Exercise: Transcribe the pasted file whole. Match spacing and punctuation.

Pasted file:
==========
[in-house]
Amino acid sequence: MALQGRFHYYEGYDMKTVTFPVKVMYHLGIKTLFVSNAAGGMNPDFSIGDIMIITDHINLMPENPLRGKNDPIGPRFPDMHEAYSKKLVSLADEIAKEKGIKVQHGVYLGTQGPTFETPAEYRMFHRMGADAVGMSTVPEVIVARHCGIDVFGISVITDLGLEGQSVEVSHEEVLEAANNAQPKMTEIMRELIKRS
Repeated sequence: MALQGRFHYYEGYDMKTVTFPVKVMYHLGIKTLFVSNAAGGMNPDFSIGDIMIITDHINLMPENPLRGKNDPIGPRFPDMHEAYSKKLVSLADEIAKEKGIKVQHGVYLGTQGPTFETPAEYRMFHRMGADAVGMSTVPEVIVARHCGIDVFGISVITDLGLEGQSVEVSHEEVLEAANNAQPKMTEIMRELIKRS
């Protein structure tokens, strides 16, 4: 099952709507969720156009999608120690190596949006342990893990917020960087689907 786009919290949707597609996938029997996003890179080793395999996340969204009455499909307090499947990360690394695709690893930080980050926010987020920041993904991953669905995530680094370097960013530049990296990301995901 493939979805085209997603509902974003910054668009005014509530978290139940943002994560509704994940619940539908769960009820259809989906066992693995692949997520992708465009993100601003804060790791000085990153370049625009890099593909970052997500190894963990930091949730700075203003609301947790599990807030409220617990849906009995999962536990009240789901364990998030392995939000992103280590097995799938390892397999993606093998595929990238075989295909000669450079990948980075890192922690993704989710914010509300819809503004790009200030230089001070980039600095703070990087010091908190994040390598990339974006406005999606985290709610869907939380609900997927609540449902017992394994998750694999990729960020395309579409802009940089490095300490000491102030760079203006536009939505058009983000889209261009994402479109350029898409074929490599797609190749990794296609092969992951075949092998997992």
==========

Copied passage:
[in-house]
Amino acid sequence: MALQGRFHYYEGYDMKTVTFPVKVMYHLGIKTLFVSNAAGGMNPDFSIGDIMIITDHINLMPENPLRGKNDPIGPRFPDMHEAYSKKLVSLADEIAKEKGIKVQHGVYLGTQGPTFETPAEYRMFHRMGADAVGMSTVPEVIVARHCGIDVFGISVITDLGLEGQSVEVSHEEVLEAANNAQPKMTEIMRELIKRS
Repeated sequence: MALQGRFHYYEGYDMKTVTFPVKVMYHLGIKTLFVSNAAGGMNPDFSIGDIMIITDHINLMPENPLRGKNDPIGPRFPDMHEAYSKKLVSLADEIAKEKGIKVQHGVYLGTQGPTFETPAEYRMFHRMGADAVGMSTVPEVIVARHCGIDVFGISVITDLGLEGQSVEVSHEEVLEAANNAQPKMTEIMRELIKRS
């Protein structure tokens, strides 16, 4: 099952709507969720156009999608120690190596949006342990893990917020960087689907 786009919290949707597609996938029997996003890179080793395999996340969204009455499909307090499947990360690394695709690893930080980050926010987020920041993904991953669905995530680094370097960013530049990296990301995901 493939979805085209997603509902974003910054668009005014509530978290139940943002994560509704994940619940539908769960009820259809989906066992693995692949997520992708465009993100601003804060790791000085990153370049625009890099593909970052997500190894963990930091949730700075203003609301947790599990807030409220617990849906009995999962536990009240789901364990998030392995939000992103280590097995799938390892397999993606093998595929990238075989295909000669450079990948980075890192922690993704989710914010509300819809503004790009200030230089001070980039600095703070990087010091908190994040390598990339974006406005999606985290709610869907939380609900997927609540449902017992394994998750694999990729960020395309579409802009940089490095300490000491102030760079203006536009939505058009983000889209261009994402479109350029898409074929490599797609190749990794296609092969992951075949092998997992």